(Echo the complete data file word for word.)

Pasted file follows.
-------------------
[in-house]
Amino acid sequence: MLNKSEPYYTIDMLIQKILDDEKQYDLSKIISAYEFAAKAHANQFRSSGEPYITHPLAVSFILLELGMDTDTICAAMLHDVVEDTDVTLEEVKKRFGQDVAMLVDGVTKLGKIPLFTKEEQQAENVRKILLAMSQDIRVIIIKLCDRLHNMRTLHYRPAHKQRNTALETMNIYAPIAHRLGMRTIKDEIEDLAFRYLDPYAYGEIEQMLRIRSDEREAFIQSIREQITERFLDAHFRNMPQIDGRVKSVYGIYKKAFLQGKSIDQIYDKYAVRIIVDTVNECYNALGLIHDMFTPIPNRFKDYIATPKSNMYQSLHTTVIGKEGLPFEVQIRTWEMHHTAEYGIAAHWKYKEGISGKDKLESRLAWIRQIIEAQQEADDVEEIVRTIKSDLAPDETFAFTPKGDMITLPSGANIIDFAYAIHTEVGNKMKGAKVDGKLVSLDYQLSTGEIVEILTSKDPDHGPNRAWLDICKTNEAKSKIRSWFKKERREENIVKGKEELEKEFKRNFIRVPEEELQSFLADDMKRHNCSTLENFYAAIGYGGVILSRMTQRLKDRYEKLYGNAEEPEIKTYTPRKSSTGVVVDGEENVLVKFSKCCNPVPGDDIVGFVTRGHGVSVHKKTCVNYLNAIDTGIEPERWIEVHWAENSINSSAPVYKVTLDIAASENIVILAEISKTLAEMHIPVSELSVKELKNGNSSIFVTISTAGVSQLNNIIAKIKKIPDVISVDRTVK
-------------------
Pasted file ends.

[in-house]
Amino acid sequence: MLNKSEPYYTIDMLIQKILDDEKQYDLSKIISAYEFAAKAHANQFRSSGEPYITHPLAVSFILLELGMDTDTICAAMLHDVVEDTDVTLEEVKKRFGQDVAMLVDGVTKLGKIPLFTKEEQQAENVRKILLAMSQDIRVIIIKLCDRLHNMRTLHYRPAHKQRNTALETMNIYAPIAHRLGMRTIKDEIEDLAFRYLDPYAYGEIEQMLRIRSDEREAFIQSIREQITERFLDAHFRNMPQIDGRVKSVYGIYKKAFLQGKSIDQIYDKYAVRIIVDTVNECYNALGLIHDMFTPIPNRFKDYIATPKSNMYQSLHTTVIGKEGLPFEVQIRTWEMHHTAEYGIAAHWKYKEGISGKDKLESRLAWIRQIIEAQQEADDVEEIVRTIKSDLAPDETFAFTPKGDMITLPSGANIIDFAYAIHTEVGNKMKGAKVDGKLVSLDYQLSTGEIVEILTSKDPDHGPNRAWLDICKTNEAKSKIRSWFKKERREENIVKGKEELEKEFKRNFIRVPEEELQSFLADDMKRHNCSTLENFYAAIGYGGVILSRMTQRLKDRYEKLYGNAEEPEIKTYTPRKSSTGVVVDGEENVLVKFSKCCNPVPGDDIVGFVTRGHGVSVHKKTCVNYLNAIDTGIEPERWIEVHWAENSINSSAPVYKVTLDIAASENIVILAEISKTLAEMHIPVSELSVKELKNGNSSIFVTISTAGVSQLNNIIAKIKKIPDVISVDRTVK